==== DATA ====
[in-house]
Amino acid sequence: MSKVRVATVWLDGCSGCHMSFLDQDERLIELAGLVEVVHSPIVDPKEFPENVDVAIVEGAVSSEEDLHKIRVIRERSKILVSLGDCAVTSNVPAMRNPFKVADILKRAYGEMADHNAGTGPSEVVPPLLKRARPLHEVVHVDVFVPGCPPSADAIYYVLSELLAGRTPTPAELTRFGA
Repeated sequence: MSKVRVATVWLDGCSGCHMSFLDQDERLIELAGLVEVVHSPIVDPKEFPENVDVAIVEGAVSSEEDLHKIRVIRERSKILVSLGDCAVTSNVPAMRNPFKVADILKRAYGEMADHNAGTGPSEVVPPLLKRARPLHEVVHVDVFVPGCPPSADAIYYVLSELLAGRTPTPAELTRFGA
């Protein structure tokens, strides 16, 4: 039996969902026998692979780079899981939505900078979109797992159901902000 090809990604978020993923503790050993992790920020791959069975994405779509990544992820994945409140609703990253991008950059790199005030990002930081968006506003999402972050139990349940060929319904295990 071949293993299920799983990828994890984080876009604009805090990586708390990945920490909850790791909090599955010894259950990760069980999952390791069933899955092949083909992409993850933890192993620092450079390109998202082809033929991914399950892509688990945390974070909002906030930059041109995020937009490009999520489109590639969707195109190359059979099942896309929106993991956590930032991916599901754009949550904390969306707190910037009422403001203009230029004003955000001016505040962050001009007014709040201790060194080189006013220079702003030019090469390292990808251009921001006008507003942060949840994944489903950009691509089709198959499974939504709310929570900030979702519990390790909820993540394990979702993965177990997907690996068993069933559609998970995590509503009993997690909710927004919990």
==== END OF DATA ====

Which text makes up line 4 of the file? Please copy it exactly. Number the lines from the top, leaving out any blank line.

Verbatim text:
């Protein structure tokens, strides 16, 4: 039996969902026998692979780079899981939505900078979109797992159901902000 090809990604978020993923503790050993992790920020791959069975994405779509990544992820994945409140609703990253991008950059790199005030990002930081968006506003999402972050139990349940060929319904295990 071949293993299920799983990828994890984080876009604009805090990586708390990945920490909850790791909090599955010894259950990760069980999952390791069933899955092949083909992409993850933890192993620092450079390109998202082809033929991914399950892509688990945390974070909002906030930059041109995020937009490009999520489109590639969707195109190359059979099942896309929106993991956590930032991916599901754009949550904390969306707190910037009422403001203009230029004003955000001016505040962050001009007014709040201790060194080189006013220079702003030019090469390292990808251009921001006008507003942060949840994944489903950009691509089709198959499974939504709310929570900030979702519990390790909820993540394990979702993965177990997907690996068993069933559609998970995590509503009993997690909710927004919990």